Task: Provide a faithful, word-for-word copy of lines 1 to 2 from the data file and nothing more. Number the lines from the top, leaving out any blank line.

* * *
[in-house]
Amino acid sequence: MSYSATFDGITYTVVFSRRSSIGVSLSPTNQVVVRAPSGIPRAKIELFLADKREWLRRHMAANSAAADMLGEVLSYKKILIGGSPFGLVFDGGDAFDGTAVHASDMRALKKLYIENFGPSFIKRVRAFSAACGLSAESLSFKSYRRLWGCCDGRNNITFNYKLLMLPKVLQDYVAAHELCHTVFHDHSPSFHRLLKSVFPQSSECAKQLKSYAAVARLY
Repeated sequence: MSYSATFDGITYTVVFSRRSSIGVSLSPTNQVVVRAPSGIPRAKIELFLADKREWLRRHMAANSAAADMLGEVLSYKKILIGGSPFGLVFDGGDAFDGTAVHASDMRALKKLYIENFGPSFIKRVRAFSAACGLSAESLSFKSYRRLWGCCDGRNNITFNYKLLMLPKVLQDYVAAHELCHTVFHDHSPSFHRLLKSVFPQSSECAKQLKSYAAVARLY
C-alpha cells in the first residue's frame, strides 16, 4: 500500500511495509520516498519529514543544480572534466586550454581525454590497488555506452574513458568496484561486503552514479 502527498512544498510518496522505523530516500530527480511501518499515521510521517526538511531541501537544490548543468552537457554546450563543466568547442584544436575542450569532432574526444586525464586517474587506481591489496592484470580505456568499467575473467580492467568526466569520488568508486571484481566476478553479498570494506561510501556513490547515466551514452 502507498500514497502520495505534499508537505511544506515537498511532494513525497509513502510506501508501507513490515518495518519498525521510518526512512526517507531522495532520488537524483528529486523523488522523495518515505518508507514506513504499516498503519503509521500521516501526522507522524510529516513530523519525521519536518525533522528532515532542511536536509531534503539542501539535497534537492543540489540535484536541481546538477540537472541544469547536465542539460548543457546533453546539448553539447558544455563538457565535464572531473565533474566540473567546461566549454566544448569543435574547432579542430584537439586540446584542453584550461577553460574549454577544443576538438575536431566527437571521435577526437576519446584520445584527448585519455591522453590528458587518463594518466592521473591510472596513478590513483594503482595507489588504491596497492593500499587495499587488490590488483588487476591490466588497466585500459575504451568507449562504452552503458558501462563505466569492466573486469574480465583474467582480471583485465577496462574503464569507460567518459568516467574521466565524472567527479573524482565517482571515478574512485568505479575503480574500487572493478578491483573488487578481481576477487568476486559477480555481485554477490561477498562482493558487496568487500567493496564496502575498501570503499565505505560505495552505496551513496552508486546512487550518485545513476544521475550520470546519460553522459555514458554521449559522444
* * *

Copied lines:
[in-house]
Amino acid sequence: MSYSATFDGITYTVVFSRRSSIGVSLSPTNQVVVRAPSGIPRAKIELFLADKREWLRRHMAANSAAADMLGEVLSYKKILIGGSPFGLVFDGGDAFDGTAVHASDMRALKKLYIENFGPSFIKRVRAFSAACGLSAESLSFKSYRRLWGCCDGRNNITFNYKLLMLPKVLQDYVAAHELCHTVFHDHSPSFHRLLKSVFPQSSECAKQLKSYAAVARLY